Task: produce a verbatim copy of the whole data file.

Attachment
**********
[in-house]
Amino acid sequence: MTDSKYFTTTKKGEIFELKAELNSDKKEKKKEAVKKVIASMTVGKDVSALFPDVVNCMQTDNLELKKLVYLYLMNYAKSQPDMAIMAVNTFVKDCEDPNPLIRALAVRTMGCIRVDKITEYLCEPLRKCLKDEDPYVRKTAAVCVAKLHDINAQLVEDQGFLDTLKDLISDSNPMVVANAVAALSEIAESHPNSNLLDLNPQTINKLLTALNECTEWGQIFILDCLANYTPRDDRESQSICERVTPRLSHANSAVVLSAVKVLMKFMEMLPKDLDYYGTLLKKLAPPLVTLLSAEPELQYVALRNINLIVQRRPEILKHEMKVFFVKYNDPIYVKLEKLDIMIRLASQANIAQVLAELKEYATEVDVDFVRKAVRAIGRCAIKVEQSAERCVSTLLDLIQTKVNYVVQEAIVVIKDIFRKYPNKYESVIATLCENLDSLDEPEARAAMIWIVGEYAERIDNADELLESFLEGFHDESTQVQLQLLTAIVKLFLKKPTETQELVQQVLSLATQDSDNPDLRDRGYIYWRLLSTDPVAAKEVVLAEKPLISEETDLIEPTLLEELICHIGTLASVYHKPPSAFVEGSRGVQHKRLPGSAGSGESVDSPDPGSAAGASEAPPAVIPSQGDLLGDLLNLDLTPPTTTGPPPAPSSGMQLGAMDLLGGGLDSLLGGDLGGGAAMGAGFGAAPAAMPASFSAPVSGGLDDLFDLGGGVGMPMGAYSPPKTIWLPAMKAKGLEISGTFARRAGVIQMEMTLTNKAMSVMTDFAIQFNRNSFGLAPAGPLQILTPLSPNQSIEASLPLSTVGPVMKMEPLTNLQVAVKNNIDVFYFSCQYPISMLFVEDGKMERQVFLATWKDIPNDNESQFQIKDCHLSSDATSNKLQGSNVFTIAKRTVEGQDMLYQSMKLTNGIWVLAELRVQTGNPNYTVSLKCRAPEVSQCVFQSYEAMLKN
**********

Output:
[in-house]
Amino acid sequence: MTDSKYFTTTKKGEIFELKAELNSDKKEKKKEAVKKVIASMTVGKDVSALFPDVVNCMQTDNLELKKLVYLYLMNYAKSQPDMAIMAVNTFVKDCEDPNPLIRALAVRTMGCIRVDKITEYLCEPLRKCLKDEDPYVRKTAAVCVAKLHDINAQLVEDQGFLDTLKDLISDSNPMVVANAVAALSEIAESHPNSNLLDLNPQTINKLLTALNECTEWGQIFILDCLANYTPRDDRESQSICERVTPRLSHANSAVVLSAVKVLMKFMEMLPKDLDYYGTLLKKLAPPLVTLLSAEPELQYVALRNINLIVQRRPEILKHEMKVFFVKYNDPIYVKLEKLDIMIRLASQANIAQVLAELKEYATEVDVDFVRKAVRAIGRCAIKVEQSAERCVSTLLDLIQTKVNYVVQEAIVVIKDIFRKYPNKYESVIATLCENLDSLDEPEARAAMIWIVGEYAERIDNADELLESFLEGFHDESTQVQLQLLTAIVKLFLKKPTETQELVQQVLSLATQDSDNPDLRDRGYIYWRLLSTDPVAAKEVVLAEKPLISEETDLIEPTLLEELICHIGTLASVYHKPPSAFVEGSRGVQHKRLPGSAGSGESVDSPDPGSAAGASEAPPAVIPSQGDLLGDLLNLDLTPPTTTGPPPAPSSGMQLGAMDLLGGGLDSLLGGDLGGGAAMGAGFGAAPAAMPASFSAPVSGGLDDLFDLGGGVGMPMGAYSPPKTIWLPAMKAKGLEISGTFARRAGVIQMEMTLTNKAMSVMTDFAIQFNRNSFGLAPAGPLQILTPLSPNQSIEASLPLSTVGPVMKMEPLTNLQVAVKNNIDVFYFSCQYPISMLFVEDGKMERQVFLATWKDIPNDNESQFQIKDCHLSSDATSNKLQGSNVFTIAKRTVEGQDMLYQSMKLTNGIWVLAELRVQTGNPNYTVSLKCRAPEVSQCVFQSYEAMLKN